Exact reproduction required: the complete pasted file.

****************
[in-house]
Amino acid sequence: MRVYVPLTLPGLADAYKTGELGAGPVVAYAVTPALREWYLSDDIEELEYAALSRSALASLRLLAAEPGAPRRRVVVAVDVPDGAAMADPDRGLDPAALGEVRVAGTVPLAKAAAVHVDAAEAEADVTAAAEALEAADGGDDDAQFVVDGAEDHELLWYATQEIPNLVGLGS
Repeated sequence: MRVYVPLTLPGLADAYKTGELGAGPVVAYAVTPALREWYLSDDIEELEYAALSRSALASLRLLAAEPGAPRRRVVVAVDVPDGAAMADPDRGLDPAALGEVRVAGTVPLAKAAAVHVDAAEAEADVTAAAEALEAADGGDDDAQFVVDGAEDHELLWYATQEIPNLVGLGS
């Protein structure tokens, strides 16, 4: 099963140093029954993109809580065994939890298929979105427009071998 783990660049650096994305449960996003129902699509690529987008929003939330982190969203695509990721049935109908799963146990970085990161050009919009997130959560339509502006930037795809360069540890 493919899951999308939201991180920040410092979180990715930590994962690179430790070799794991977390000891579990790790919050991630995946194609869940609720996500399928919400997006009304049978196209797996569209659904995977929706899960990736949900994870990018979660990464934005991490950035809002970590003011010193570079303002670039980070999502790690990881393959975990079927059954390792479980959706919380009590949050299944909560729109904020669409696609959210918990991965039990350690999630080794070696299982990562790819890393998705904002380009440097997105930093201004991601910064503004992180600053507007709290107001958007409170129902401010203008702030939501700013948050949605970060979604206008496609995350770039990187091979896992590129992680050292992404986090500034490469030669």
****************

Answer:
[in-house]
Amino acid sequence: MRVYVPLTLPGLADAYKTGELGAGPVVAYAVTPALREWYLSDDIEELEYAALSRSALASLRLLAAEPGAPRRRVVVAVDVPDGAAMADPDRGLDPAALGEVRVAGTVPLAKAAAVHVDAAEAEADVTAAAEALEAADGGDDDAQFVVDGAEDHELLWYATQEIPNLVGLGS
Repeated sequence: MRVYVPLTLPGLADAYKTGELGAGPVVAYAVTPALREWYLSDDIEELEYAALSRSALASLRLLAAEPGAPRRRVVVAVDVPDGAAMADPDRGLDPAALGEVRVAGTVPLAKAAAVHVDAAEAEADVTAAAEALEAADGGDDDAQFVVDGAEDHELLWYATQEIPNLVGLGS
């Protein structure tokens, strides 16, 4: 099963140093029954993109809580065994939890298929979105427009071998 783990660049650096994305449960996003129902699509690529987008929003939330982190969203695509990721049935109908799963146990970085990161050009919009997130959560339509502006930037795809360069540890 493919899951999308939201991180920040410092979180990715930590994962690179430790070799794991977390000891579990790790919050991630995946194609869940609720996500399928919400997006009304049978196209797996569209659904995977929706899960990736949900994870990018979660990464934005991490950035809002970590003011010193570079303002670039980070999502790690990881393959975990079927059954390792479980959706919380009590949050299944909560729109904020669409696609959210918990991965039990350690999630080794070696299982990562790819890393998705904002380009440097997105930093201004991601910064503004992180600053507007709290107001958007409170129902401010203008702030939501700013948050949605970060979604206008496609995350770039990187091979896992590129992680050292992404986090500034490469030669």